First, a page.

“We always discuss a lot about what to do, but little about how to do it, and almost nothing about why. The purpose of our work as businesspeople is to create wellbeing with dignity. That means developing people’s abilities so they can be happy, healthy and feel solidarity.”
The words of some early 20th century paternalist capitalist? No – part of a speech given last month by Gustavo Grobocopatel, the CEO of an amazing, innovative Argentinian agricultural conglomerate called Los Grobo.
Grobocopatel has been described as a “philosopher-farmer” – and more often “the king of soya” for running an agricultural firm that specialises in the crop which has revenues of $1 billion a year. He is also head of a brilliant family business.
The story began in the early 20th century when Abraham Grobocopatel fled persecution in Bessarabia (now Moldova) and emigrated to Argentina. There his family were gifted 15 hectares of land by an aristocrat sympathetic to persecuted Jews.
The family continued farming and one of Abraham’s great-grandsons, 23-year-old Gustavo, had just graduated as an agricultural engineer when he came to work for his father’s then-3,500 acre farm in 1984. A year later his sister Andrea, with a degree in economics, joined, as did Gustavo’s wife Paula Marra, who he met at university.
As described in a Harvard Business School case-study about Los Grobo, Gustavo quickly initiated his first innovation – no-till farming, which was well-suited to the region’s soil. It worked extremely well and by 1994 they were farming 75,000 hectares under the system (it is now used on 70% of Argentina’s farmland). He also embraced genetically modified seeds.
More profound innovation was to come. His reading of management guru Peter Drucker led Gustavo to realise that farmers could be knowledge workers. A second revelation came from reading on the “theory of the firm” – why do businesses exist, and what should they do?
Gustavo decided that many things Los Grobo wanted to do could be outsourced – they now lease all land and machinery – and that the firm should sit at the centre of an extended network of partners. Its job, put simply, is to ensure quality: it was the first agricultural firm to be ISO 9001 certified, meaning that its quality management systems are recognised by international standards.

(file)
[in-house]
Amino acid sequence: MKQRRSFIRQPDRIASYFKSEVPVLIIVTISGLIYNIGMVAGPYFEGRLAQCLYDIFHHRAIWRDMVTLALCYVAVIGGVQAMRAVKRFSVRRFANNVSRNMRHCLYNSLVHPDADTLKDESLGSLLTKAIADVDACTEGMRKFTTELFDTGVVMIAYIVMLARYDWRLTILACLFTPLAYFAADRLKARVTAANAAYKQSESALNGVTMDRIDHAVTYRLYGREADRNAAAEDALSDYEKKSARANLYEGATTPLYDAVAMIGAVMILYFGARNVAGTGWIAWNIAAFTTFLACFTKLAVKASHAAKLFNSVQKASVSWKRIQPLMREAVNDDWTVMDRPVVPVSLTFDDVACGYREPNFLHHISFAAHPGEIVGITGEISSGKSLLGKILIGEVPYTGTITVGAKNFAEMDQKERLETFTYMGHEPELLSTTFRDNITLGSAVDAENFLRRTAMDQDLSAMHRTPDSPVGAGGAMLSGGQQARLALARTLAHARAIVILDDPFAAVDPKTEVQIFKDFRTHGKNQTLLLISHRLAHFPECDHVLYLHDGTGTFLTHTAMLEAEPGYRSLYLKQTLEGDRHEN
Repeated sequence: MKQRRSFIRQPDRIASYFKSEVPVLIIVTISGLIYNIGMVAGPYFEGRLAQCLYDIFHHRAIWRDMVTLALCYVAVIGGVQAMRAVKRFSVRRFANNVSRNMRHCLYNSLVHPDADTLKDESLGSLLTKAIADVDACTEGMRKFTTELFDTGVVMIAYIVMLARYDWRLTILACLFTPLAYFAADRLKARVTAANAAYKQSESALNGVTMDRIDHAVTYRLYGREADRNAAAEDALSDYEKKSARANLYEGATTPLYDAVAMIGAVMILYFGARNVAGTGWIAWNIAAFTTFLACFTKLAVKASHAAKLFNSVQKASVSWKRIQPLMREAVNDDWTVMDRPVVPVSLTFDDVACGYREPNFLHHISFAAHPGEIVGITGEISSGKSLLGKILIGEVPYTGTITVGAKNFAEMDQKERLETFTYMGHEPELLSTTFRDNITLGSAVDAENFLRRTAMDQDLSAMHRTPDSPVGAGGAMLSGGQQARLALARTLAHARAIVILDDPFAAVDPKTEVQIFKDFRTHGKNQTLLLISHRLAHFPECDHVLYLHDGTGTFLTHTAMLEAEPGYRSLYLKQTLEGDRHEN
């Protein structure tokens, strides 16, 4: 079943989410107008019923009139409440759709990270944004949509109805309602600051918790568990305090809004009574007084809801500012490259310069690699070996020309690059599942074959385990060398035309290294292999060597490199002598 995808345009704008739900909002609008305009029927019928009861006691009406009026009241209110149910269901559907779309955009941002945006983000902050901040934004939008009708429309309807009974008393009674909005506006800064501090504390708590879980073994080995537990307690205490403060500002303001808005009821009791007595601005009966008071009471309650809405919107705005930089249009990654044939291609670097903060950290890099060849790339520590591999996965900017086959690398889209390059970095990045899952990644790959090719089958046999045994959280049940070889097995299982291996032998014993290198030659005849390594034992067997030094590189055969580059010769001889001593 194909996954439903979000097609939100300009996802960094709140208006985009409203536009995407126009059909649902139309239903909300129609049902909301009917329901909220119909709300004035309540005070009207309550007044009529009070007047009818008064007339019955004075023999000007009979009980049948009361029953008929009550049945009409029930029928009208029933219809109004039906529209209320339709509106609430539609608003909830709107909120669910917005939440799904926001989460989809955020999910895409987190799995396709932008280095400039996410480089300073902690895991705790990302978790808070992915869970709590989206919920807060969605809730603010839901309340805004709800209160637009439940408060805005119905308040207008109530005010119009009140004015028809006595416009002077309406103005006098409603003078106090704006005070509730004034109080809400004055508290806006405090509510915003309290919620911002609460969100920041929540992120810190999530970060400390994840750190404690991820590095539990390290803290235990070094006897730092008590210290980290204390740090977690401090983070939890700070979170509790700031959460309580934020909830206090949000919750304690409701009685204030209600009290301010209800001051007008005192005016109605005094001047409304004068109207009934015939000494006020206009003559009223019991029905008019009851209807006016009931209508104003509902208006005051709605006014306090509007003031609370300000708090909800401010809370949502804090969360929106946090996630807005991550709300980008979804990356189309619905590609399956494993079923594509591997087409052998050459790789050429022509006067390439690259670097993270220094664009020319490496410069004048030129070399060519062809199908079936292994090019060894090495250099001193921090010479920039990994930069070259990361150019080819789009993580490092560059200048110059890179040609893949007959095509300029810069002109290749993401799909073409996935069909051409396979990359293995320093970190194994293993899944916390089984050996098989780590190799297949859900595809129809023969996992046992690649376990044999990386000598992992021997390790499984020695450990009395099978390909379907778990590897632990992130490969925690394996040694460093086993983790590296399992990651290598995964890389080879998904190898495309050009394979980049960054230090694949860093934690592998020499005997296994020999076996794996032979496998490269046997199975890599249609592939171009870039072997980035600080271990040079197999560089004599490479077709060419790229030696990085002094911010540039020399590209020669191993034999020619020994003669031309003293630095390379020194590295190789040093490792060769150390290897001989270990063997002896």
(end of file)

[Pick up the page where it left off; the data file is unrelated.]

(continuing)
One of Los Grobo’s most extraordinary innovations is GroboSoft, a software programme that lets farmer input their GPS coordinates and recommends what seeds, fertiliser and other chemicals they should use. As well as farming, the company also provides consultancy and logistics, sells seeds, mills grain and offers hedging instruments to farmers for managing risk. Made wary by Argentina’s economic problems in the 1990s, in the 2000s Los Grobo expanded into Brazil and Uruguay, although it has since left Brazil.
In the past three years Los Grobo has reduced the amount of land it farms in Argentina from 120,000 to 50,000 hectares. High taxation and regulation are an issue, but this is also about embracing technology even more: it recently started a joint venture with a satellite company whose information, Gustavo hopes, can help farmers optimise seed density and fertiliser use and increase yields by 30%.
Gustavo is evangelistic about technology, and no romantic about nature. “A plant is a factory without a chimney,” he said in a recent Financial Times interview. “It doesn’t emit carbon dioxide but it consumes it; it is a factory that uses the light of the sun, or renewable energy; it is a factory which is in the countryside, reversing migration to cities back to the countryside; it is a clean factory that resolves problems of food security, the environment, geopolitics and rural poverty.”
His bird’s-eye view of agriculture is down to his being from a long line of farmers. “To do agriculture today one needs to understand seeds, agrochemicals, finance, risk, talent, knowledge training; that is to say, today it is more complex than our grandparents’ model,” he has said. Gustavo admits his father – who saw success in terms of hectares owned – was not entirely happy for “the first 15 years” of his revolution.
Gustavo also has views about the interaction of business and the state. Evidently influenced by his own business’s fondness for using networks, he says that politicians can no longer expect to create policies without businesspeople. “A leader is no longer an enlightened person who understands where we are going, who communicates and thinks in a strategic way, but a person who must work with others because he doesn’t understand the whole,” he says.
Coming from someone who has found so much success with the idea, it’s more than mere utopianism.